Facts and Reflection about Justice for Immigrants
- On average, undocumented workers contribute more to the economy (in the form of taxes, economic growth provided by undocumented labor, and consumer spending) than they receive in benefits from various governments.
- Immigrant communities throughout North Carolina are living increasingly in a state of fear and insecurity due to programs in which local law enforcement agencies are actively enforcing federal immigration laws. These programs have led to the deportation of thousands of undocumented immigrants statewide, often separating hardworking parents from their children.
- High numbers of immigrants have no relation to high unemployment. Recent immigrants constitute 7.3 percent of the population in New Jersey, but only 0.8 percent of the population in Maine. Yet unemployment rates in both states are almost identical: 8.3 percent in New Jersey and 8.1 percent in Maine.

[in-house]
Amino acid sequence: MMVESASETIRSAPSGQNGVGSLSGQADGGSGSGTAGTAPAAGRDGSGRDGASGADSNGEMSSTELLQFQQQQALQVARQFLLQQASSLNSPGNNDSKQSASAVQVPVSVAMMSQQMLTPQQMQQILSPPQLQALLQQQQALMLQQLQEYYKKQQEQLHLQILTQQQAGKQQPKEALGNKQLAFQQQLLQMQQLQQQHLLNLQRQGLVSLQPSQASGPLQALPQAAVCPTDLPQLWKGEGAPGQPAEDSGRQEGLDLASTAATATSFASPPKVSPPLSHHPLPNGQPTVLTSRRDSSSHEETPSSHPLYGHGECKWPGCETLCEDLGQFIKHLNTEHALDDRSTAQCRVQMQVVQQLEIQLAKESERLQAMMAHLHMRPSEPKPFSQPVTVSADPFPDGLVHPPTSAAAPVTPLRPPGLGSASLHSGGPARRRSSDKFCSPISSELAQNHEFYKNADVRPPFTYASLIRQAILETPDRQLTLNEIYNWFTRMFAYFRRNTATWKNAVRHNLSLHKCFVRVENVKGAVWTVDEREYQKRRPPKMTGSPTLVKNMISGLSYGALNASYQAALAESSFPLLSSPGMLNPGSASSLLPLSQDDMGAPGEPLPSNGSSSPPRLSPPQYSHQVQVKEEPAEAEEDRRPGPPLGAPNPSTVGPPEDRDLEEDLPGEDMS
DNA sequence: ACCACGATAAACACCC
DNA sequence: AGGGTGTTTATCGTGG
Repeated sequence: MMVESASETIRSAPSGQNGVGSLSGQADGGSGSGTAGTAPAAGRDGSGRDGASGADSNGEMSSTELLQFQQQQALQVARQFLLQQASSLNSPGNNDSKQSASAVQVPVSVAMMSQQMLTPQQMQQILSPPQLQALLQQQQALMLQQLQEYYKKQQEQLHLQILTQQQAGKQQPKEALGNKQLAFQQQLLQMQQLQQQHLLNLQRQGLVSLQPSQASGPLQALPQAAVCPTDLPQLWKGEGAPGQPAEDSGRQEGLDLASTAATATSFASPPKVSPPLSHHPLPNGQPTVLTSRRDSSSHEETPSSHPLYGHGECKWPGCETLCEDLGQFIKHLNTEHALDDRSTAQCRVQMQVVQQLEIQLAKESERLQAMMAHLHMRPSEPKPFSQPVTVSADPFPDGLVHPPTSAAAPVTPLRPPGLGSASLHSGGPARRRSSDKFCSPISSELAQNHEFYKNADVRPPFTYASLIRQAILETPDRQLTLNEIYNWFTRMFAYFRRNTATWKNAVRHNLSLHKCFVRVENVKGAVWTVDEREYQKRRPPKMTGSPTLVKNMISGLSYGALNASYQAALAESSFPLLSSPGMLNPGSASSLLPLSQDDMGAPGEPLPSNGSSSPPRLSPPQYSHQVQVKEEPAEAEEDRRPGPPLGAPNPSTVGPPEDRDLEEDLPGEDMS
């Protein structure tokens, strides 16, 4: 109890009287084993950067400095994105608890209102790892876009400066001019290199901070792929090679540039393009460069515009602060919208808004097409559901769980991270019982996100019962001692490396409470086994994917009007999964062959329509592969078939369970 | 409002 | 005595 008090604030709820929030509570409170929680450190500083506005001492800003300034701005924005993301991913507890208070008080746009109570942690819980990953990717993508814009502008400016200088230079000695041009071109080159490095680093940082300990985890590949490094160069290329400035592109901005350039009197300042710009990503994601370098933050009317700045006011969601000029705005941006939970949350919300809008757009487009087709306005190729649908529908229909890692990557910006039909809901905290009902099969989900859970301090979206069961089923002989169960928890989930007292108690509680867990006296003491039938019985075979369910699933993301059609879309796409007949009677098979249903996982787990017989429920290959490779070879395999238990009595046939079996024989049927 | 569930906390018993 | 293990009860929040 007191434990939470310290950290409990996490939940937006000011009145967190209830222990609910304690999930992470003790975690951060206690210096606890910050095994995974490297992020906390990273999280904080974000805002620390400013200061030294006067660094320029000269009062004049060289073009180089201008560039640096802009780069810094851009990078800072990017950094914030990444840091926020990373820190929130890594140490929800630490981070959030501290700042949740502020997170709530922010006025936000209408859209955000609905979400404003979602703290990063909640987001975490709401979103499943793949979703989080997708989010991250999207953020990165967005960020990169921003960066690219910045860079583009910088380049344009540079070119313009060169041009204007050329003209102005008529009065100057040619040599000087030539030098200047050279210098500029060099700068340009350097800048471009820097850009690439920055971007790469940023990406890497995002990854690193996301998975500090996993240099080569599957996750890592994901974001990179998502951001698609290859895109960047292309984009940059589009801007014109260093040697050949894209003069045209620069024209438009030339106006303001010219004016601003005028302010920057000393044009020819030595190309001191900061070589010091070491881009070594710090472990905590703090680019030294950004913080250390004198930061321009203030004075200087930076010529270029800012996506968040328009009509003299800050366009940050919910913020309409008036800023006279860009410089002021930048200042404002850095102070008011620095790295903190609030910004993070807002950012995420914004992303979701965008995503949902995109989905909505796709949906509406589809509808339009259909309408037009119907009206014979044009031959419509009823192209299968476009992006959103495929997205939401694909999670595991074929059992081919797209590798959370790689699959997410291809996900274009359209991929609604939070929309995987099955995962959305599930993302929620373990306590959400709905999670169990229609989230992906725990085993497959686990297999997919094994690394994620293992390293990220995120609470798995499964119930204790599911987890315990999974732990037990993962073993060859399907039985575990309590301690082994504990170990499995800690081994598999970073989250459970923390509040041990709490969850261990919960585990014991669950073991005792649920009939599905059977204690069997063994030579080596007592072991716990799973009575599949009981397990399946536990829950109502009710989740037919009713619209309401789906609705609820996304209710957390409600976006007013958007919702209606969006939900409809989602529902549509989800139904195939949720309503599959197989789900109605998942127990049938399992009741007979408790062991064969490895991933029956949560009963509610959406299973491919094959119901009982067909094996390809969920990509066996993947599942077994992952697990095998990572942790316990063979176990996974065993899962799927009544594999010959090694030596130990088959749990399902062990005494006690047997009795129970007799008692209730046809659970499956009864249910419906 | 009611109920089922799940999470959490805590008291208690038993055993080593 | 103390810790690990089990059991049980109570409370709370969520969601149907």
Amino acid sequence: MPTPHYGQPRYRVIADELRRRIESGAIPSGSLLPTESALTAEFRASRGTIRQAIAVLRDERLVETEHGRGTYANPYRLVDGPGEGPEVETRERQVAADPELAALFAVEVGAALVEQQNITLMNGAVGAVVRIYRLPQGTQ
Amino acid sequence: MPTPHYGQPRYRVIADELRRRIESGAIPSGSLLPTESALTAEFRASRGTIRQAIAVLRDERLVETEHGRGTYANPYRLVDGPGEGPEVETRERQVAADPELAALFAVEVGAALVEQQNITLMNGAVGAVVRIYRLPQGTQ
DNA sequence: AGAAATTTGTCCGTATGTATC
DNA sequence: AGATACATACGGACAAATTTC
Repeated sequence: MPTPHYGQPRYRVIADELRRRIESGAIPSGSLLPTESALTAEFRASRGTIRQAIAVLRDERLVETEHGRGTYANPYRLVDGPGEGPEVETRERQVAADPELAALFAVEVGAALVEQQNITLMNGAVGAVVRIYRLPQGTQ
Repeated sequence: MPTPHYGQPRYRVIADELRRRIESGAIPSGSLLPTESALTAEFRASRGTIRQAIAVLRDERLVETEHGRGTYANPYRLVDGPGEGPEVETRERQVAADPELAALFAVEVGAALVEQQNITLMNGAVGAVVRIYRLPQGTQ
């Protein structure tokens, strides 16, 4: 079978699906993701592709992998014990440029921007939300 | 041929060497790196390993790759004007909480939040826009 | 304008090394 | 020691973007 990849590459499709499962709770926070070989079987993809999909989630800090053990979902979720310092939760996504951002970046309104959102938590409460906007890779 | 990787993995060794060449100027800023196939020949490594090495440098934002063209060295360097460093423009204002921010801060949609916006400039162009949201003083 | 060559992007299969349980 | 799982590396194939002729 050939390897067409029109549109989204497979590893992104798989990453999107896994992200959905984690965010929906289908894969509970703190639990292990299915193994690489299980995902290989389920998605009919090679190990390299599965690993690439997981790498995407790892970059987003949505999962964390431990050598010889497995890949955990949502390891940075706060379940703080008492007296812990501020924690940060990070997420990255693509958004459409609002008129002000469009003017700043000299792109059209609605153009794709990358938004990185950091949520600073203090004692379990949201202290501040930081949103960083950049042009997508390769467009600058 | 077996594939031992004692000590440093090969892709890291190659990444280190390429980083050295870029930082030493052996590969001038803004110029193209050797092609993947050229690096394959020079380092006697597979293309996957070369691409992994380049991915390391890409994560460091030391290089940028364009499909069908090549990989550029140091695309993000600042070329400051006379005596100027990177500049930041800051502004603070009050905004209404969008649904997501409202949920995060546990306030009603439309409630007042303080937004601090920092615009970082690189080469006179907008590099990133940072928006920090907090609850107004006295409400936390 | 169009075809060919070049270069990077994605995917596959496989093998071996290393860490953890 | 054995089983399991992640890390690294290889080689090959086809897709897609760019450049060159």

- Mass deportation of 12 million people is impractical, will cost billions of dollars and take years to accomplish, if ever. And it is certainly not the way to get the economy back on track.
- Dozens of faith groups representing millions of Americans have vocally advocated for immigration reform. The support of faith groups who often disagree on other political issues demonstrates that immigration reform is a moral imperative crossing political lines.
- There were 11.2 million unauthorized immigrants in the U.S. in 2012, a total unchanged from 2009, and currently making up 3.5% of the nation’s population.
- Less than one in five immigrants lives in poverty, and they are no more likely to use social services than the native-born Americans.In 2012, 19.1 percent of immigrants lived in poverty, while 15.4 percent of the native-born population lived in poverty.
- One in five undocumented immigrant adults has a U.S. citizen or lawful permanent resident spouse.